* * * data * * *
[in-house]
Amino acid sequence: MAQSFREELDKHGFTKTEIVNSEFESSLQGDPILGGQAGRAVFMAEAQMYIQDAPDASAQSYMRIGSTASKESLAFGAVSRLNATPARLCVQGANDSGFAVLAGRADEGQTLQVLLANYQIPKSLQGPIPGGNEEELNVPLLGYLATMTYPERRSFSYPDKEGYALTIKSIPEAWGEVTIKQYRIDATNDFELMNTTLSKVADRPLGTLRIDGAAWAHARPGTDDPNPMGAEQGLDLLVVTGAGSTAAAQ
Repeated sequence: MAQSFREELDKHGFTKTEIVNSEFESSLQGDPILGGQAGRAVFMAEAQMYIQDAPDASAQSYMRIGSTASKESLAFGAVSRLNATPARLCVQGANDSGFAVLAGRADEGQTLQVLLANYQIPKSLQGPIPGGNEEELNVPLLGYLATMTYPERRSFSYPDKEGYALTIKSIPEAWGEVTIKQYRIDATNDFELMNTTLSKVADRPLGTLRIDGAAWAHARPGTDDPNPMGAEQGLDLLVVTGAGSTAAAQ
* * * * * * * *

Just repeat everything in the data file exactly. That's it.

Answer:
[in-house]
Amino acid sequence: MAQSFREELDKHGFTKTEIVNSEFESSLQGDPILGGQAGRAVFMAEAQMYIQDAPDASAQSYMRIGSTASKESLAFGAVSRLNATPARLCVQGANDSGFAVLAGRADEGQTLQVLLANYQIPKSLQGPIPGGNEEELNVPLLGYLATMTYPERRSFSYPDKEGYALTIKSIPEAWGEVTIKQYRIDATNDFELMNTTLSKVADRPLGTLRIDGAAWAHARPGTDDPNPMGAEQGLDLLVVTGAGSTAAAQ
Repeated sequence: MAQSFREELDKHGFTKTEIVNSEFESSLQGDPILGGQAGRAVFMAEAQMYIQDAPDASAQSYMRIGSTASKESLAFGAVSRLNATPARLCVQGANDSGFAVLAGRADEGQTLQVLLANYQIPKSLQGPIPGGNEEELNVPLLGYLATMTYPERRSFSYPDKEGYALTIKSIPEAWGEVTIKQYRIDATNDFELMNTTLSKVADRPLGTLRIDGAAWAHARPGTDDPNPMGAEQGLDLLVVTGAGSTAAAQ